In terms of equipment, the XL6 gets auto climate control, electrically foldable mirrors, cruise control, reverse camera, and SmartPlay Studio infotainment unit which is intuitive to touch. The system has Android Auto and Apple CarPlay connectivity and you can also use Suzuki Connect through an app, which is an e-SIM-based connected technology, though not as good as what rivals are offering.
Practicality wise the Maruti Suzuki XL6 gets wide door bottle holders, armrest storage and air-cooled front cup holders, which is a really nice touch. The boot is only 209-litre and can be extended to 550-litre by flat folding the rearmost seats. Also, the modular boards are a thoughtful design element. In terms of safety, the XL6 gets dual airbags, ABS with EBD as standard along with ESP with Hill Hold.
Coming to the driving bit now, the Maruti Suzuki XL6 will only be offered in a petrol motor which is BS-VI ready. The 1.5-litre mild-hybrid engine gets an integrated starter generator and a secondary lithium-ion battery to assist in acceleration. The engine produces 103 bhp of power and 138 Nm of torque and comes mated either to a 5-speed manual or a 4-speed auto gearbox options. This is essentially the same setup as in the Ertiga.
While the power delivery is nice and linear for comfortable city driving, the torque could have been more, giving the XL6 more push while overtaking vehicles. The vehicle is strictly for cruising speeds and any adventurous driving will lead to an uncalled disappointment. Also, the manual gearbox is best suited for high rev driving than the auto gearbox which is very smooth otherwise, but any hard push on the accelerator makes it also clunky and loud.
The ride quality is very good and the XL6 eats most of the bad roads with ease. There’s very low body roll and the steering, like all the Maruti cars, is one of the best in the game. You get good feedback and never do you feel tired holding the wheel.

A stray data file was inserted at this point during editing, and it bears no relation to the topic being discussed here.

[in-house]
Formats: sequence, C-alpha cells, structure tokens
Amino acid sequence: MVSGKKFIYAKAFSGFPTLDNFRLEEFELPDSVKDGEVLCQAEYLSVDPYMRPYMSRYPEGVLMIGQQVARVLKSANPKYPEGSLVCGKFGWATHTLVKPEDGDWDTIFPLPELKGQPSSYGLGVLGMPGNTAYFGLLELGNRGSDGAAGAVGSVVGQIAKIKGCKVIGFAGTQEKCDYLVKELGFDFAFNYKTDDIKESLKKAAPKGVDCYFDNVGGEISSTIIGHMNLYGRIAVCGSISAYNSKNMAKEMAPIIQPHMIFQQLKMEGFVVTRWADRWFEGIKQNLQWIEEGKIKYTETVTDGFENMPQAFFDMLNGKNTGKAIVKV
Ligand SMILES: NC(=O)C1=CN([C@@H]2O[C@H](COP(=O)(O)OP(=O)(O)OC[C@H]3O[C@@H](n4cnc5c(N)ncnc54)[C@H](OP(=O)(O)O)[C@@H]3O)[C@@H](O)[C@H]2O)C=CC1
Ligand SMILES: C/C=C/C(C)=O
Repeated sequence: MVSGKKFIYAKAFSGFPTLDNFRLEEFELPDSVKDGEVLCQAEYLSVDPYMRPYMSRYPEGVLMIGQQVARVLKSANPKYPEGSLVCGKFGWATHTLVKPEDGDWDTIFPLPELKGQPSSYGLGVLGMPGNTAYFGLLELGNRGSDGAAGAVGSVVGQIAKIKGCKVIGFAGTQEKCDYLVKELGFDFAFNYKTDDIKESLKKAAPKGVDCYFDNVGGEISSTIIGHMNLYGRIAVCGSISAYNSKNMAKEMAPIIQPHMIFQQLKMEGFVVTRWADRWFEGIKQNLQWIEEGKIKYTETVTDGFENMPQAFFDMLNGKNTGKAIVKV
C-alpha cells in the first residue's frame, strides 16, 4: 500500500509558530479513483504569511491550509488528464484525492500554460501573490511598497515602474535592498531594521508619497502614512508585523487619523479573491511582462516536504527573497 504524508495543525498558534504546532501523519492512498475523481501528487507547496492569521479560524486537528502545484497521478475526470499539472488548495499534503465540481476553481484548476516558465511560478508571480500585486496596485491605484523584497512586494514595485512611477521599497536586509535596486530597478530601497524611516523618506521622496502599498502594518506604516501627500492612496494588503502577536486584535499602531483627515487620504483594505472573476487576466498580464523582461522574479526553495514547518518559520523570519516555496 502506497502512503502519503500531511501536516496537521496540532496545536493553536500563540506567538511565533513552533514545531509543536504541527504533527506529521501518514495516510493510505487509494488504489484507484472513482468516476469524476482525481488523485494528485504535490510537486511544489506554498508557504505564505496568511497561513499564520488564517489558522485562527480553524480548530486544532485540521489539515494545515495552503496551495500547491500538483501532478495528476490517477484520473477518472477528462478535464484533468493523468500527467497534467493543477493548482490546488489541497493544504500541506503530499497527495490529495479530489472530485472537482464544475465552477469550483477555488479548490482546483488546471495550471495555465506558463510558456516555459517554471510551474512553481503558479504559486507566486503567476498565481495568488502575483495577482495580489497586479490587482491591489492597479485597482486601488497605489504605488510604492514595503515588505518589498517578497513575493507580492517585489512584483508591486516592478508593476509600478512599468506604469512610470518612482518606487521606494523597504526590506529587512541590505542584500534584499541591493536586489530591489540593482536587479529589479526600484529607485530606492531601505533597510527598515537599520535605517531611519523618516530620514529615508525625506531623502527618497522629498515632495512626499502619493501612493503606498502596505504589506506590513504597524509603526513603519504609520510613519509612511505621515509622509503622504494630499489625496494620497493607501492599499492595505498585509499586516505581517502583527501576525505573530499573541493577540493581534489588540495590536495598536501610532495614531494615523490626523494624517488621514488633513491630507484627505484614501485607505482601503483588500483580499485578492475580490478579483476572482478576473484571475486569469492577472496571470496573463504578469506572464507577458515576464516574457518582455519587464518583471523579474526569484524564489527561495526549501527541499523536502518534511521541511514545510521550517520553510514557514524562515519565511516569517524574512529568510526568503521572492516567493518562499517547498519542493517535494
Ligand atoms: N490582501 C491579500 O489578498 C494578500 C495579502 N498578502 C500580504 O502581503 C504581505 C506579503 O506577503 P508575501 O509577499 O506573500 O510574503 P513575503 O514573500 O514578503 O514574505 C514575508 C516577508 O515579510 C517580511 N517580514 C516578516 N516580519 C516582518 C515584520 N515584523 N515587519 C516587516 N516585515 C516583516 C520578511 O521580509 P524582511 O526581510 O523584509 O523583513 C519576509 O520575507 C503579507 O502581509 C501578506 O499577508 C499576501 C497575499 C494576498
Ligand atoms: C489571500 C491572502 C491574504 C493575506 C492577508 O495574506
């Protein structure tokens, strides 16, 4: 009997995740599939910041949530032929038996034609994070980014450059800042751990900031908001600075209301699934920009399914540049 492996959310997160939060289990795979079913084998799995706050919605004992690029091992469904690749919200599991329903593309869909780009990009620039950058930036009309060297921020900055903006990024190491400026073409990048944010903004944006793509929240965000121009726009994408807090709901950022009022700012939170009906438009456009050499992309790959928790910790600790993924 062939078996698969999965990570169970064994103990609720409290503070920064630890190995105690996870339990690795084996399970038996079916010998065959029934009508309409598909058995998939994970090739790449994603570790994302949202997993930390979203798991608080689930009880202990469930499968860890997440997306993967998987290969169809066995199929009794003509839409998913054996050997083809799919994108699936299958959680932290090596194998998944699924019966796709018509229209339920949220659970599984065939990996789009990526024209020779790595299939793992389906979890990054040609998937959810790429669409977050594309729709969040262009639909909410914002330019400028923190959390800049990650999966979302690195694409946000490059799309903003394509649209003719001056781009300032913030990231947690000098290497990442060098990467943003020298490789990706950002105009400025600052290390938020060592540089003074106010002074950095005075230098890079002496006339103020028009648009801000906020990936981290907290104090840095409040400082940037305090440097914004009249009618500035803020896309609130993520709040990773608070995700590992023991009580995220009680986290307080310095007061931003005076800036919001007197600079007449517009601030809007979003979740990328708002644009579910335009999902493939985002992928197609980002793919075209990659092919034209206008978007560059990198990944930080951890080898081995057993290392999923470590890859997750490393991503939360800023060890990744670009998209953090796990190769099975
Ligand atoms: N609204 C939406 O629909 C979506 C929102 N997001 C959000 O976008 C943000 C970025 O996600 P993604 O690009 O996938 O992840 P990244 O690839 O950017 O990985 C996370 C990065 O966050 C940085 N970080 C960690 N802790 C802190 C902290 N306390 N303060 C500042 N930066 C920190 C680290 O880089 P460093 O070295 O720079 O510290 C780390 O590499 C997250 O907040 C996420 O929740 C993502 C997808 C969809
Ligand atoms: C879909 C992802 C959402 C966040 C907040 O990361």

The NVH levels, although are well controlled for most of the city driving, there’s a lot of noise seepage inside the cabin anything above 90 kmph. There’s also an underlying grunt that adds to the sporty bit, but is not good for people who are trying to sleep on the back seat. While Maruti claims an 18 kmpl mileage for automatic XL6, we got close to 11 kmpl during our drive.
The Maruti Suzuki XL6 is like old wine in a new bottle. Apart from the design which is now more attractive and a 6-seater plush cabin, it’s more or less the Ertiga underneath. But Like old wine, this car feels more mature, more refined and more personal. Maruti Suzuki will sell the XL6 through the Nexa network and has priced it at Rs 9.8 Lakh, which is a good Rs 2 Lakh expensive than the Ertiga’s base model. However, a similarly equipped model is still Rs 75,000 less than the XL6. The question then is, does it make sense to pay extra over the Ertiga? For us, it certainly makes sense to get a BS-VI vehicle with better looks both inside-out by shelling out some extra bucks.